The domination of Gulf-Wyer and Martini Porsches in 1971 was overwhelming. The only potential challenger to the 917 appeared early in the season: Roger Penske had bought a used 512S chassis that was dismantled and rebuilt beyond M specification. The car was specially tuned for long races, receiving many unique features among which were a larger rear wing and an aviation-inspired quick refueling system.
The engine was tuned by Can-Am V8 specialist Traco and able to deliver more than 600 hp (450 kW).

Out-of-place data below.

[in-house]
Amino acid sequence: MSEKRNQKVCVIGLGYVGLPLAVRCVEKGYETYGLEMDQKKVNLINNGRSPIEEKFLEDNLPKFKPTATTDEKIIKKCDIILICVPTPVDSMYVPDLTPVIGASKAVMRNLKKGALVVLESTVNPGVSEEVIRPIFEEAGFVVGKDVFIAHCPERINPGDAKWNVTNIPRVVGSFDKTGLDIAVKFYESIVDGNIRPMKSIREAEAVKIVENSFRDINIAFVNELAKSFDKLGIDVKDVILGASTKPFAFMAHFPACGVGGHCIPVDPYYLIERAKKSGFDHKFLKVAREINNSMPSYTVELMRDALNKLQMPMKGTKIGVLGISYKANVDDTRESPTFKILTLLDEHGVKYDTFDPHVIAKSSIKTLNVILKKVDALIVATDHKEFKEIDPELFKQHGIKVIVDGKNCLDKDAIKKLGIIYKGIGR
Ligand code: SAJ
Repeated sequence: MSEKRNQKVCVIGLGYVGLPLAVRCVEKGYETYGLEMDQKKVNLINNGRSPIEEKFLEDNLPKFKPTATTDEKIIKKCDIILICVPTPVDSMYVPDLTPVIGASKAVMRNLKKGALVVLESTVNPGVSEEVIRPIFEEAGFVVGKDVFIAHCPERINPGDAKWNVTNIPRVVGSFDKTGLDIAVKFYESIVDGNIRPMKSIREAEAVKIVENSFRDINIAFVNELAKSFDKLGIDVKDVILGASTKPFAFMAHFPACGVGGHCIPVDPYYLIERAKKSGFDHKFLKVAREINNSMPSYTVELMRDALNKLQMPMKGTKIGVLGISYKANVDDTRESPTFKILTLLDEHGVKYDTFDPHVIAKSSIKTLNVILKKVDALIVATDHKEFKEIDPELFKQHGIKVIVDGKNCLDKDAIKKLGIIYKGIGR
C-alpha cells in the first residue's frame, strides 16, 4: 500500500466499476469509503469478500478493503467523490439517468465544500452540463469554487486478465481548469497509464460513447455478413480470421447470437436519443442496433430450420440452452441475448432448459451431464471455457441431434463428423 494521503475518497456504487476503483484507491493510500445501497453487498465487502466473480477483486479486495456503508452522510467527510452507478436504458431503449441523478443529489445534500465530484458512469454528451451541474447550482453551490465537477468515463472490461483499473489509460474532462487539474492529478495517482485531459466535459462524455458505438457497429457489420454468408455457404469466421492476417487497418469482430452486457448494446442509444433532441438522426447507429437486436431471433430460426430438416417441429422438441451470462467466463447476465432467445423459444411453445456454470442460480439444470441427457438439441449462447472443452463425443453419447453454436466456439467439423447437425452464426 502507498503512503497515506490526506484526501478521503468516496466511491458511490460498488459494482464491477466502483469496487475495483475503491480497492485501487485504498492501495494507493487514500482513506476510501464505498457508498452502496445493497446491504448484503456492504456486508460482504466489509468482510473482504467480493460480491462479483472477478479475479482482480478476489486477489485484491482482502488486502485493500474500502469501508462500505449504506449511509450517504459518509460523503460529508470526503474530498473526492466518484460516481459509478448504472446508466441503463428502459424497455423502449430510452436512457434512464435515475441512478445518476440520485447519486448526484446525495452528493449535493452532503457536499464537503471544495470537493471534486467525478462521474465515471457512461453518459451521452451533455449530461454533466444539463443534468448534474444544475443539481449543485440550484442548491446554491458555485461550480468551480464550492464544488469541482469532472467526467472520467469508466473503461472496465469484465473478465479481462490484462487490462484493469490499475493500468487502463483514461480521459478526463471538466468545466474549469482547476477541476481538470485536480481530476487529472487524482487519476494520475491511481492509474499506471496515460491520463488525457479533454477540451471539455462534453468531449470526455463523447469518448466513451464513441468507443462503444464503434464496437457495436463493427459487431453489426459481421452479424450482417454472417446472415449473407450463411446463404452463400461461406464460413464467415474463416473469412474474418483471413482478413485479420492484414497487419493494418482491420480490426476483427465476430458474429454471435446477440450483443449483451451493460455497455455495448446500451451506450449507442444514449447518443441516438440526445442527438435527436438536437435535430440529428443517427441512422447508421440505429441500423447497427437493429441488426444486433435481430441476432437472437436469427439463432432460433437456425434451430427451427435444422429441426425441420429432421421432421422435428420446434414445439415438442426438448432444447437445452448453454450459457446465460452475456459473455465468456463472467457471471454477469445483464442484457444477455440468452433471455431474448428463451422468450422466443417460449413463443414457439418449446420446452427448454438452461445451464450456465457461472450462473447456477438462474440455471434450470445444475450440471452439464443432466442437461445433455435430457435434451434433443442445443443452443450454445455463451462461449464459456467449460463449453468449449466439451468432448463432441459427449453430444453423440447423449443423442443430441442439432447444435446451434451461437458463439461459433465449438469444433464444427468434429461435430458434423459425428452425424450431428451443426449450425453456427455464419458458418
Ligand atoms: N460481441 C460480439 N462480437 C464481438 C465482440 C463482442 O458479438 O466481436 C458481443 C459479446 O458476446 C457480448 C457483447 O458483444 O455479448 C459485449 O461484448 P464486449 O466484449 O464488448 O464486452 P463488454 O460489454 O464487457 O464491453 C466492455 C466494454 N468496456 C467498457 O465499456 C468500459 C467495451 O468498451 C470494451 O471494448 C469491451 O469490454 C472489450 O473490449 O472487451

Penske's initiative was not backed by Ferrari works. This 512M, painted in a blue and yellow livery, was sponsored by Sunoco and the Philadelphia Ferrari dealer Kirk F. White. Driven by Penske's lead driver Mark Donohue, it made the pole position for the 24 Hours of Daytona and finished third despite an accident that required almost an hour in the pits. For the 12 Hours of Sebring the "Sunoco" made the pole but finished the race at the sixth position after making contact with Pedro Rodríguez's 917. Despite being fastest on track on a few occasions, the 512M was not a serious contender.